I would suspect, however, that FFS corruption is not, necessarily, your problem. From what example application, assuming you used one, did you base the FTP portion of this application? I ask this because some of the provided example application, naftpsvrapp for example, do not make use of the FFS. Instead they use a simluated file system, by way of a 2-dimensional character array; or in this particular application’s case simply a large RAM allocation, into which your uploaded file is stored.


I put a breakpoint on customizeDialog and typed
call NAFlashErase(0x11, 0x14) (I’m using defaults)and got back “$1 = 0” but it didn’t work - the FLASH files were still there.
I used naftpsvr_fs as my basis (see my previous post). I guess one could go back to that and add fopen tests to it and see if that works.

AHA!!! I should have recognized the problem sooner…must be getting rusty…

You indicated that you are calling fopen(), using the “r” flag. This will open the file in read mode; if the file does not exist you will get an error.

Try calling fopen() using “w”; if the file does not exist it will be created and you will be able to write to it.

I just quickly modified teh naftpsvr_fs example to create a text file and I encountered no problem retrieving it using my FTP client.


Alternately, one may wish to initially attempt to open the file using the “r” flag. If the returned file pointer is NULL, the file does not exist and one would have to attempt to reopen the file using the “w” flag, so that the file can be created. This is assuming that you want to do nothing if the file already exists.


No, the file did exist as I had used FTP to put it there. The wierd thing is I couldn’t ftp get the test file - ftp hung (see post a few back).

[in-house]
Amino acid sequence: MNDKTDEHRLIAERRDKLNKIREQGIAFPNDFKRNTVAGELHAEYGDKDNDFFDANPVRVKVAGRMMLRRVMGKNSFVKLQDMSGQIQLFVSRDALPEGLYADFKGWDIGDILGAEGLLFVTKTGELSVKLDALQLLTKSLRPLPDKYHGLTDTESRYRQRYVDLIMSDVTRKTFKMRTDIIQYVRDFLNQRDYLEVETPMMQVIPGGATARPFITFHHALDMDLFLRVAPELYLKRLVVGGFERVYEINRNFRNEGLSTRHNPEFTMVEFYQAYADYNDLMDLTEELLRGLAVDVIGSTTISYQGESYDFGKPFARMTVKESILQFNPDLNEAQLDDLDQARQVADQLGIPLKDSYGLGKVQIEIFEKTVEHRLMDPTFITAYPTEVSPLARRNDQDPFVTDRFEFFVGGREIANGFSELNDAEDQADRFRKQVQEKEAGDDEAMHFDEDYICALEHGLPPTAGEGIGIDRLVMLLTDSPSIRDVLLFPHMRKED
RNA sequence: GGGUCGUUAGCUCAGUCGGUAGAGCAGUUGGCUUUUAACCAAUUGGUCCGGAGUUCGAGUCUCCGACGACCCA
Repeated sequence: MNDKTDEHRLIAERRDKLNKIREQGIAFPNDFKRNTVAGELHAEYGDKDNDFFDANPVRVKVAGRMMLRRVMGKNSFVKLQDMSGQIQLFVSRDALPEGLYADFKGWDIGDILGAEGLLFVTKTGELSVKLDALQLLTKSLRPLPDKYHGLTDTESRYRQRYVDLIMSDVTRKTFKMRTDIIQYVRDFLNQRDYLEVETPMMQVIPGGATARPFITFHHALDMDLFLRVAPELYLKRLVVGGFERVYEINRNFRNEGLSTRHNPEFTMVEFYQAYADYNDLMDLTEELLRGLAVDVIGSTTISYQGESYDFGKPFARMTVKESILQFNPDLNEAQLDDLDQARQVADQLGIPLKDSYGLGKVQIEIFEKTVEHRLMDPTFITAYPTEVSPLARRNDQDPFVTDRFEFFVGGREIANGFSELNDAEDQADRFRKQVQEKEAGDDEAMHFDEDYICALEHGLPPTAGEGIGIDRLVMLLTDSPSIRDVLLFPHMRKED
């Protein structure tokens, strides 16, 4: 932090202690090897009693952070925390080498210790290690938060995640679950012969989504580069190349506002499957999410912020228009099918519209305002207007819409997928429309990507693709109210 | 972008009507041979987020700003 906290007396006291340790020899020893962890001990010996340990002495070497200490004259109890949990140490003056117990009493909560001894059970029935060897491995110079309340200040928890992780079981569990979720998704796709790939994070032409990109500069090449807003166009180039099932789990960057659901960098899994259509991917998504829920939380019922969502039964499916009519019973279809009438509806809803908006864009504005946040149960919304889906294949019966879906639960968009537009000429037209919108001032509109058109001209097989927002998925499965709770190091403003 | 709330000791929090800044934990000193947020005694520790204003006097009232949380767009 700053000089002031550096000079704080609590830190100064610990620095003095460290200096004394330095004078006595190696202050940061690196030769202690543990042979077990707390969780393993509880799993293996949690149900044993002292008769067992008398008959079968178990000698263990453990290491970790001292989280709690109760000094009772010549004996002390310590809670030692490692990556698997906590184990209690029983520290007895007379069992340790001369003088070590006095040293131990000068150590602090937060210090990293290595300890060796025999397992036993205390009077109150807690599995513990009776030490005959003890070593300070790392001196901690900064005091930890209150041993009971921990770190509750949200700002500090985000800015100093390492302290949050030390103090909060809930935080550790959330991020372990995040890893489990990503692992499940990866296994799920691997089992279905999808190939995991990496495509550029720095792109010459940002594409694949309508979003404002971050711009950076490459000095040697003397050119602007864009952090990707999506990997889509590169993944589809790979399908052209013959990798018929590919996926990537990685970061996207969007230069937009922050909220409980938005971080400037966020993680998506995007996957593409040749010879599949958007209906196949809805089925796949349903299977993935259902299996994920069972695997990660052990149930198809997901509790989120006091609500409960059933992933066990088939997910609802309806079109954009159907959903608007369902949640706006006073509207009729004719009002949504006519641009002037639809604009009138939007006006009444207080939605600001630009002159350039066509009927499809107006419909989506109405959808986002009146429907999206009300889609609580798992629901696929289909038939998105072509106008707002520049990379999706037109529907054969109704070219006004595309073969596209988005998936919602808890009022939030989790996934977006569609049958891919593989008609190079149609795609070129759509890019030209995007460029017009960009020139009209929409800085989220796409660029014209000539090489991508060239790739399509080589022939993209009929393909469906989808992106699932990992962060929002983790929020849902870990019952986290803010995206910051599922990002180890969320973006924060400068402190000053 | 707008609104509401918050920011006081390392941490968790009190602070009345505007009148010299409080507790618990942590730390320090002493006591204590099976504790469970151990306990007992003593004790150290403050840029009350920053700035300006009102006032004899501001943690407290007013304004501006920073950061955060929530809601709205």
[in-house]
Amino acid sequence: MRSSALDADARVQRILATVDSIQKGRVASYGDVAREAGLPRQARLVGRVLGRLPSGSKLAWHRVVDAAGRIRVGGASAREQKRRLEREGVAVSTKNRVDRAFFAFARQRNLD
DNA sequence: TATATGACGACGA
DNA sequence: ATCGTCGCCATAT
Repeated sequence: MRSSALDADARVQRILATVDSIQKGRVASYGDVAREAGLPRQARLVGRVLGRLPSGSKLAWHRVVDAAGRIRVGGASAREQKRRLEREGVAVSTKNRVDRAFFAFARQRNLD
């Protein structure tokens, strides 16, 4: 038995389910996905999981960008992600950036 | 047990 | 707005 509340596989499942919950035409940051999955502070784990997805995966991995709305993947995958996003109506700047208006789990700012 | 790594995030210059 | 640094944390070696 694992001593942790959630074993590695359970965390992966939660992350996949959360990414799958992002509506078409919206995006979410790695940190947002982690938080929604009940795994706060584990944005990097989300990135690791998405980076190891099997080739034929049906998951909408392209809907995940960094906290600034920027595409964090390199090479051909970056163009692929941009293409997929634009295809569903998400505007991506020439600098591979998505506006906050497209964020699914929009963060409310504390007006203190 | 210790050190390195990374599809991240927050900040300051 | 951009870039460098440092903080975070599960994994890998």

I still think something is corrupt but I still can’t erase my FLASH using your method, any idea why?

Can you send me your modified naftpsvr_fs example and I can try it?

My mistake, I should have confirmed the information regarding where the FFS is located, by default, in flash.

The FFS, by default, will be located at the end of flash, immediately preceeding the NVRAM sector (which is defaulted to the last sector. So, for example, on the Connect ME the FFS will be located starting at sector 0x1E and end with sector 0x21.

I have attached a modified version of the root.c file, provided with the naftpsvr_fs example. This version of the application works properly, per my understand of your desired behavior.

It attempts to fopen the file using the “r” flag. If the file exists nothing is done, otherwise fopen is called again, using the “w” flag and data is written to file. The file is closed and subsequently can be retrieved via FTP.


I think I figured out the problem - it was the group number. When I did a dir in FTP I noticed that the file I put to FLASH0 was group1 but the test file that fopen created was group2. When I switched the file I put up to group2 I could open it with fopen.
Question is why do the groups matter and how do I control what group a file is put in when I FTP or fopen it? I log in with the “allgroup” user setup as follows:

Should I modify the BSP startfilesystem.c settings to use group1 for FLASH0 as well - is that OK to do?